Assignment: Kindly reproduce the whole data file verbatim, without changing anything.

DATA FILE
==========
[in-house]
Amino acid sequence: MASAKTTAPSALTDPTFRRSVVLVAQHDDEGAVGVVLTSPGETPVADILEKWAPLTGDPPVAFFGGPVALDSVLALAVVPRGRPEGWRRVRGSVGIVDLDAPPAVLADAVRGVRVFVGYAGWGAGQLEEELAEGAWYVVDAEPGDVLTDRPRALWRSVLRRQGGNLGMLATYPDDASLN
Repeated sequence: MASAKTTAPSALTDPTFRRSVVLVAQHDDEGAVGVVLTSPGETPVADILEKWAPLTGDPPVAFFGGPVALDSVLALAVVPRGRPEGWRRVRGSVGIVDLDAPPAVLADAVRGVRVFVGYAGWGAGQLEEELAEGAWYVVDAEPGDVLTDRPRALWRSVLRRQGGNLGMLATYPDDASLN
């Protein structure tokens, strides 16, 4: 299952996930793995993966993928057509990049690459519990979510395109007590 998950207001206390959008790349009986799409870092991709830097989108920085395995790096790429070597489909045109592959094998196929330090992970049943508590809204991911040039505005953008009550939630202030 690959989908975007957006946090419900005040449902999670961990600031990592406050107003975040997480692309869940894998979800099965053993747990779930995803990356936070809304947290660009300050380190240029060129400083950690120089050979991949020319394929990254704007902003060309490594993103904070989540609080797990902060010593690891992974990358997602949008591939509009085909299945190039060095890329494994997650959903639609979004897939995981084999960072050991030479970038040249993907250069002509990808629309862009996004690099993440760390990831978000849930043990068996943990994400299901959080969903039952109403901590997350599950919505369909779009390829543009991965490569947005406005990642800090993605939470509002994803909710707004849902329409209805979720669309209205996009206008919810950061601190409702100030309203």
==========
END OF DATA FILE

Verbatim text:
[in-house]
Amino acid sequence: MASAKTTAPSALTDPTFRRSVVLVAQHDDEGAVGVVLTSPGETPVADILEKWAPLTGDPPVAFFGGPVALDSVLALAVVPRGRPEGWRRVRGSVGIVDLDAPPAVLADAVRGVRVFVGYAGWGAGQLEEELAEGAWYVVDAEPGDVLTDRPRALWRSVLRRQGGNLGMLATYPDDASLN
Repeated sequence: MASAKTTAPSALTDPTFRRSVVLVAQHDDEGAVGVVLTSPGETPVADILEKWAPLTGDPPVAFFGGPVALDSVLALAVVPRGRPEGWRRVRGSVGIVDLDAPPAVLADAVRGVRVFVGYAGWGAGQLEEELAEGAWYVVDAEPGDVLTDRPRALWRSVLRRQGGNLGMLATYPDDASLN
């Protein structure tokens, strides 16, 4: 299952996930793995993966993928057509990049690459519990979510395109007590 998950207001206390959008790349009986799409870092991709830097989108920085395995790096790429070597489909045109592959094998196929330090992970049943508590809204991911040039505005953008009550939630202030 690959989908975007957006946090419900005040449902999670961990600031990592406050107003975040997480692309869940894998979800099965053993747990779930995803990356936070809304947290660009300050380190240029060129400083950690120089050979991949020319394929990254704007902003060309490594993103904070989540609080797990902060010593690891992974990358997602949008591939509009085909299945190039060095890329494994997650959903639609979004897939995981084999960072050991030479970038040249993907250069002509990808629309862009996004690099993440760390990831978000849930043990068996943990994400299901959080969903039952109403901590997350599950919505369909779009390829543009991965490569947005406005990642800090993605939470509002994803909710707004849902329409209805979720669309209205996009206008919810950061601190409702100030309203």